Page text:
The most important point for you to remember is to start with the basics and be safe. They want to know that you are competent and will work within the confines of your knowledge, without trying to do something that you are not yet trained to do. There is nothing wrong with suggesting investigations that you cannot perform, but we’d advise you to start with the basics. Try to put yourself in the scenario and say what you would do in real life. This question is designed to test your clinical acumen and judgement, so saying that you would do a coronary angiogram or insert a pericardial drain as your first response is unlikely to score you many points.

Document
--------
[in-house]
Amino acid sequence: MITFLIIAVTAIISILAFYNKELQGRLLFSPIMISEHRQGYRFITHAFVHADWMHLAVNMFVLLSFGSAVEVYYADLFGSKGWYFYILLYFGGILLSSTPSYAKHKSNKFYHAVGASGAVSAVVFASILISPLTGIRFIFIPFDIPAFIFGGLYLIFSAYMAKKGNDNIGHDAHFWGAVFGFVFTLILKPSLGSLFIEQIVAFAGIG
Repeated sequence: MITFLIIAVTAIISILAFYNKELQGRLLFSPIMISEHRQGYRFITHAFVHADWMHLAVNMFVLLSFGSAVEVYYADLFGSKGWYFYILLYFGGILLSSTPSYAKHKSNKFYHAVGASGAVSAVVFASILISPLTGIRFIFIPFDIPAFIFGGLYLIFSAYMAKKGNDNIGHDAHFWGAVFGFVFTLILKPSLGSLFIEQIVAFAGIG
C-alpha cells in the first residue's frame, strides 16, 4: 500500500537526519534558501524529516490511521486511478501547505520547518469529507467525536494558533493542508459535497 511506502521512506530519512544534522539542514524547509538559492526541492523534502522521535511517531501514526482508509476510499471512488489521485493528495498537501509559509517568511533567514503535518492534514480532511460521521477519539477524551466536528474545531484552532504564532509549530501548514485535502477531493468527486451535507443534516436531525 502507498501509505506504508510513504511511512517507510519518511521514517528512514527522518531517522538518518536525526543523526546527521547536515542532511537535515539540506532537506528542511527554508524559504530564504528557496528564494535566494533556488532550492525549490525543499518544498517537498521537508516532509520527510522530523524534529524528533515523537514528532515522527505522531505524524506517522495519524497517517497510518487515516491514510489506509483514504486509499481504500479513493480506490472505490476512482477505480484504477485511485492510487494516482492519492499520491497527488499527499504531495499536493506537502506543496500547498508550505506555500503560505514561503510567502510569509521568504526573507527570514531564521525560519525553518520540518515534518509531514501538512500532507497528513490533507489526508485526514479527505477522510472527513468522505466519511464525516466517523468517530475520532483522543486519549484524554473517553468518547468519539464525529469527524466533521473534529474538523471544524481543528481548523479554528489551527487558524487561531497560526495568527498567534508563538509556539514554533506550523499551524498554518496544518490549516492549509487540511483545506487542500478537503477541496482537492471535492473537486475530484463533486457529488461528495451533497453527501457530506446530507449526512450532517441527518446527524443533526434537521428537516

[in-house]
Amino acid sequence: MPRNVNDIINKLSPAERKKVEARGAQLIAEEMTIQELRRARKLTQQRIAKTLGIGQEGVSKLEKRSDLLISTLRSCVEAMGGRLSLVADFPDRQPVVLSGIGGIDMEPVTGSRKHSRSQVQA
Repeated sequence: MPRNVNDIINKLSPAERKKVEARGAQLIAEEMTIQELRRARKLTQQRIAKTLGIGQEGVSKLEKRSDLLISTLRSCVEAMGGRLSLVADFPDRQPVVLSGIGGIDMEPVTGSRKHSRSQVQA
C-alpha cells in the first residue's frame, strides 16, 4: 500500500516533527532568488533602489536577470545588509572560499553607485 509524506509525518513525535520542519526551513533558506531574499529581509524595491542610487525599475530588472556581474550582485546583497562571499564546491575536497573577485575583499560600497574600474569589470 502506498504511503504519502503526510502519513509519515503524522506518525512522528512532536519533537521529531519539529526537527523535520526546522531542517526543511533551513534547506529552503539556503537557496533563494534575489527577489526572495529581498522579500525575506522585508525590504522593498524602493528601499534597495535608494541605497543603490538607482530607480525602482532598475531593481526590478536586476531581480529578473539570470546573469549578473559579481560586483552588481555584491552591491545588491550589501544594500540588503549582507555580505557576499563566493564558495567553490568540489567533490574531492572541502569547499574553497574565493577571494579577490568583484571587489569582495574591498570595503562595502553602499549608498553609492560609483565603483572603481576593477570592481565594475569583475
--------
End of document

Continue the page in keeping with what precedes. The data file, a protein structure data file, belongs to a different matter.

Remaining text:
Think about the steps you would take. For example, start by saying you would take a history and examine the patient, managing them in a systematic and organised fashion. Your first priority would be to stabilise the patient and ensure basic tests are done (blood tests, ECG, urine dip, chest x ray, ensuring there is vascular access and a cardiac monitor). You would then inform other members of the team to organise specialist tests and management, so think about how you would communicate this. The point here is to emphasise that you are able to manage acutely and chronically unwell patients presenting with cardiovascular illnesses. You will be expected to have some knowledge of managing cardiology specific scenarios, for example post-angiography or post coronary syndrome complications, however, you should aim to demonstrate this knowledge once you have first covered the basics.